Tips for Developing Semi-Liquid Layouts

Tips for Developing Semi-Liquid Layouts

Tips for Developing Semi-Liquid Layouts

 

e left drop shadow with the right drop shadow. We can nest two div’s and allow them to overlap each other.

<div id="content_wrap">
	<div>
	<!--Content-->
	</div>
</div>

CSS

#content_wrap {
	background: #fff url(body_shadow_L.gif) repeat-y left top; /*--Left drop shadow--*/
	margin: 0 auto;
	padding: 0;
	min-width: 780px; /*--Minimum Width--*/
	max-width: 1200px; /*--Maximum Width--*/
}
.content {
	background: url(body_shadow_R.gif) repeat-y right top; /*--Right drop shadow--*/
	margin: 0;
	padding: 25px 40px; /*--Padding inside of the main content--*/
	overflow: hidden;
	font-size: 1.2em;
}

What about IE6?
As for myself, I am starting to neglect IE6 users more and more, so to make it easy on myself I usually just use the *html hack for IE6 and have the #content_wrap as a fixed width.

2. Flexible Banners

Tips for Developing Semi-Liquid Layouts

Tips for Developing Semi-Liquid Layouts

One simple technique that works like a charm is the flexible banner technique. We will first design the banner based on our minimum width. For the remaining space, we will fill it with a repeating background image.

HTML

<div><img src="banner.gif" alt="Banner Title" /></div>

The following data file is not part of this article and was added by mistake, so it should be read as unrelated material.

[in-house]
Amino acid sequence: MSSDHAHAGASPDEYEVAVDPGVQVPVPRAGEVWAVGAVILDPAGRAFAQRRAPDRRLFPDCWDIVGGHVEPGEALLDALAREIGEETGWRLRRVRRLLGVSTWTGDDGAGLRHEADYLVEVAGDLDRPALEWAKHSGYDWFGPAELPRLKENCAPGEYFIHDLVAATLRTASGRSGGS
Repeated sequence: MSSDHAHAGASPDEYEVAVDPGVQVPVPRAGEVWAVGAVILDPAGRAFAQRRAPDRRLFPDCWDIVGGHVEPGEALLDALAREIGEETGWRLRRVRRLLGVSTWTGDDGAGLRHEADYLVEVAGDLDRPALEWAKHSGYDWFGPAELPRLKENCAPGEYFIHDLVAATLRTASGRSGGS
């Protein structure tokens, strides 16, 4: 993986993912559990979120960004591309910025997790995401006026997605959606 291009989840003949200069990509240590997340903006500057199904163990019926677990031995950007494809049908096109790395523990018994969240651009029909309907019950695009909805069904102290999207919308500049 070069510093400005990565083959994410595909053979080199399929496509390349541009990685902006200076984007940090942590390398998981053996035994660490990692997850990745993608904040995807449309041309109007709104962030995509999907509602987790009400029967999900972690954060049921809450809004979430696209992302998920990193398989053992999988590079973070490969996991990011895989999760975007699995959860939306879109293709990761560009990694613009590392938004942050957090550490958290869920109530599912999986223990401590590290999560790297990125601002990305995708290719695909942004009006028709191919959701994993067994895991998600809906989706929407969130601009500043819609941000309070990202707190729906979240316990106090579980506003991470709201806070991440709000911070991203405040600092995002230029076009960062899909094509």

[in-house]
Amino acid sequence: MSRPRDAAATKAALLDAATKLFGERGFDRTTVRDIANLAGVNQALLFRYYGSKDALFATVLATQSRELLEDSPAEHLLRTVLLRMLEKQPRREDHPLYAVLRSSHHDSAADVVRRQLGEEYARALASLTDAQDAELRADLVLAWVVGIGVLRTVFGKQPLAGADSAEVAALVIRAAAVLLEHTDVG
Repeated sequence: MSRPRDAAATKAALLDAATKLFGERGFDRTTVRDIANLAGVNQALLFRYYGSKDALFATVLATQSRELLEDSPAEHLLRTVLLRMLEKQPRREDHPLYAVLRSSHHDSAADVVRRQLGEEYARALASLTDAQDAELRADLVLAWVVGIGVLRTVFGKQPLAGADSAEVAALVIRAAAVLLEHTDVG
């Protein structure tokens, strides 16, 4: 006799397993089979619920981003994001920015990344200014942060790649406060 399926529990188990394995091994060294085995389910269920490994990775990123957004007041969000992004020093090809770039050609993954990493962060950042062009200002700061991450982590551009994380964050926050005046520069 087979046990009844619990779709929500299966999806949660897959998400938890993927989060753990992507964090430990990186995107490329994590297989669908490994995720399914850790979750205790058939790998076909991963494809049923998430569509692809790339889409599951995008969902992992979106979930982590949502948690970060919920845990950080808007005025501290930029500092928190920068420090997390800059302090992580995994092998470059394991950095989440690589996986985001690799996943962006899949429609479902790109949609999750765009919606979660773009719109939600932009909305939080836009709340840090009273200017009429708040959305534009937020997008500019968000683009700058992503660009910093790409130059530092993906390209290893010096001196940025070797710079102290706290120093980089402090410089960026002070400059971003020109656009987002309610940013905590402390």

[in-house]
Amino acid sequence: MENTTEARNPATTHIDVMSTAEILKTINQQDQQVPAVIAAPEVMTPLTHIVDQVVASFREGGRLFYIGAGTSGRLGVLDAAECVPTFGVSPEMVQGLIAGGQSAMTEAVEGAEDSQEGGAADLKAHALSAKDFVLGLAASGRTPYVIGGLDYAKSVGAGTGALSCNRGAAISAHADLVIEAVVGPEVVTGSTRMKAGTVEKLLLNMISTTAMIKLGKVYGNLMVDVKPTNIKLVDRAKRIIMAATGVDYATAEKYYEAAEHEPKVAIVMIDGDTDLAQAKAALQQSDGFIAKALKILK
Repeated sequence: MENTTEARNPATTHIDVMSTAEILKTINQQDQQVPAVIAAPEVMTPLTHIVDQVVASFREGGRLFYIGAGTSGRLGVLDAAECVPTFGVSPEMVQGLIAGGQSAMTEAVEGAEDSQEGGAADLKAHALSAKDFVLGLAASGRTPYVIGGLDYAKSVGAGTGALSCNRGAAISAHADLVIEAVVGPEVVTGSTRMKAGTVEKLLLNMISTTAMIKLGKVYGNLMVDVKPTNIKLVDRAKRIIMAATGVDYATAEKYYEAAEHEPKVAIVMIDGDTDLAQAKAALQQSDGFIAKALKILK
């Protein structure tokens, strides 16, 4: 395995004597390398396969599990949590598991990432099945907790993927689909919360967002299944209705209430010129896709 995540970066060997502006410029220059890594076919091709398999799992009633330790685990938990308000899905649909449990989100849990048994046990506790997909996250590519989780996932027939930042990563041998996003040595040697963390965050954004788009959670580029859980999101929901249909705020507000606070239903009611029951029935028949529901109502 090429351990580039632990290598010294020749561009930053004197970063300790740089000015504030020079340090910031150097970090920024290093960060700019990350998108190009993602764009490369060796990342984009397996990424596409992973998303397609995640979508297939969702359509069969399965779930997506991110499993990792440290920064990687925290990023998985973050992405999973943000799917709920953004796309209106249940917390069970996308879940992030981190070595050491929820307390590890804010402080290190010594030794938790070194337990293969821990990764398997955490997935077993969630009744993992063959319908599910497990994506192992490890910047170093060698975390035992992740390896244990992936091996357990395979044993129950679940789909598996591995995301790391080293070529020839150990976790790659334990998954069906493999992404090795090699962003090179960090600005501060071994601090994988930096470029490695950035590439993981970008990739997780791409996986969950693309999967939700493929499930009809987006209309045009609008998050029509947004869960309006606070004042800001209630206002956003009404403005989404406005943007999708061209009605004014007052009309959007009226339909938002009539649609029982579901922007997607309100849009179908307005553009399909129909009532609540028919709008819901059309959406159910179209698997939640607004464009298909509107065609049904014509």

CSS

.banner_wrap {
	width: 100%;
	background: url(banner_stretch.gif) repeat-x;
	display: block;
	text-align: center;
}

If you would like to take this a step further, you can get very creative with the CSS Parallax effect.

3. % Based Columns

Tips for Developing Semi-Liquid Layouts

Tips for Developing Semi-Liquid Layouts

I’ve discussed this tip before on a couple of my previous tutorials, but its something that I am starting to use more often. When working with liquid type layouts, its always tough to mix % with a fixed px based width. What we need to do is separate the two like this:

HTML

<ul>
	<li>
		<div><!--Content--></div>
	</li>
	<li>
		<div><!--Content--></div>
	</li>
	<li>
		<div><!--Content--></div>
	</li>
</ul>

CSS

ul.col3 {
	width: 100%;
	margin: 10px 0;
	padding: 0;
	list-style: none;
	overflow: hidden;
}
ul.col3 li {
	float: left;
	width: 33.3%;
	padding: 0;
	margin: 0;
}
.block {
	margin-right: 10px;
	padding: 20px;
	background: #f0f0f0;
}

Extra Space?
We would end up with an extra 10px on the last column, but we can fix this with some simple jQuery.

jQuery

//Get rid of last margin
$("ul.col3").find("li .block:last").css("margin-right", "0");

*Note – Chris Coyier recently spoke on this topic and came up with a solution with pure css. Check it out over at SmashingMagazine.com

*Note – Achieving equal height on these semi-liquid columns may become an issue as well, here is a nice tutorial by CSS Newbie on the topic. Do check it out!

4. Fixed + Liquid Based Columns

This trick usually throws people off, but its actually not that difficult once you understand the logic of it. Please refer to my previous article “Liquid + Fixed Two Column Lists with CSS” for more details.

Tips for Developing Semi-Liquid Layouts

Tips for Developing Semi-Liquid Layouts

Conclusion

As you can see, most of these techniques revolve around the flexibility of your design. Although designing for semi-liquid layouts can be a hassle, it may be a huge benefit for your visitors. Semi-liquid layouts are not recommended for every site out there, so do look into the pros and cons and execute them accordingly. If you have any other tricks and tips, please don’t hesitate to share!

 

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